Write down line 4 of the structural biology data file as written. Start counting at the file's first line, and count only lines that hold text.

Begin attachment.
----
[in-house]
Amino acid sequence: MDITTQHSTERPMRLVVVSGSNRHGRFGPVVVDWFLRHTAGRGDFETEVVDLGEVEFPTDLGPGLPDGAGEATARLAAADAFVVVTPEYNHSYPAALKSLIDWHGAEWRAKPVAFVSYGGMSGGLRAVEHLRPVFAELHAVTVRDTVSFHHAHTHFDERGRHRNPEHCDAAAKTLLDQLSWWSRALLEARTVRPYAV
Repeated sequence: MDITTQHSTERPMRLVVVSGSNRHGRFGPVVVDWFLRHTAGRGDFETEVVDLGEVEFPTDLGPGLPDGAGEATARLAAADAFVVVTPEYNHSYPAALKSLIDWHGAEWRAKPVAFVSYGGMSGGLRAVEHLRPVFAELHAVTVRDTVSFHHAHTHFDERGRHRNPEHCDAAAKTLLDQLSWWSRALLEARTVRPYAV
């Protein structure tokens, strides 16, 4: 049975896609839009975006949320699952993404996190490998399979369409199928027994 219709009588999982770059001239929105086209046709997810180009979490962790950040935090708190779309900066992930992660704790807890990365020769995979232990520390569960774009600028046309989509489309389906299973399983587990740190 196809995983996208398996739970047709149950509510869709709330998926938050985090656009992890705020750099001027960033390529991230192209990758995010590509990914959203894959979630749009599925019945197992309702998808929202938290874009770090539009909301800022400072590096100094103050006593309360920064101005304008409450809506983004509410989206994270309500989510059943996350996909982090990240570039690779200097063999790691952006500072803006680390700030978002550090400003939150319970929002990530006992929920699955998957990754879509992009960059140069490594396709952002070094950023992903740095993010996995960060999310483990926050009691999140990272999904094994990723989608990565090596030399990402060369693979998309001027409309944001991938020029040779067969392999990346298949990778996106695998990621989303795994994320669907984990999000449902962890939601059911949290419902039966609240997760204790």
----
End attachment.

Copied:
């Protein structure tokens, strides 16, 4: 049975896609839009975006949320699952993404996190490998399979369409199928027994 219709009588999982770059001239929105086209046709997810180009979490962790950040935090708190779309900066992930992660704790807890990365020769995979232990520390569960774009600028046309989509489309389906299973399983587990740190 196809995983996208398996739970047709149950509510869709709330998926938050985090656009992890705020750099001027960033390529991230192209990758995010590509990914959203894959979630749009599925019945197992309702998808929202938290874009770090539009909301800022400072590096100094103050006593309360920064101005304008409450809506983004509410989206994270309500989510059943996350996909982090990240570039690779200097063999790691952006500072803006680390700030978002550090400003939150319970929002990530006992929920699955998957990754879509992009960059140069490594396709952002070094950023992903740095993010996995960060999310483990926050009691999140990272999904094994990723989608990565090596030399990402060369693979998309001027409309944001991938020029040779067969392999990346298949990778996106695998990621989303795994994320669907984990999000449902962890939601059911949290419902039966609240997760204790």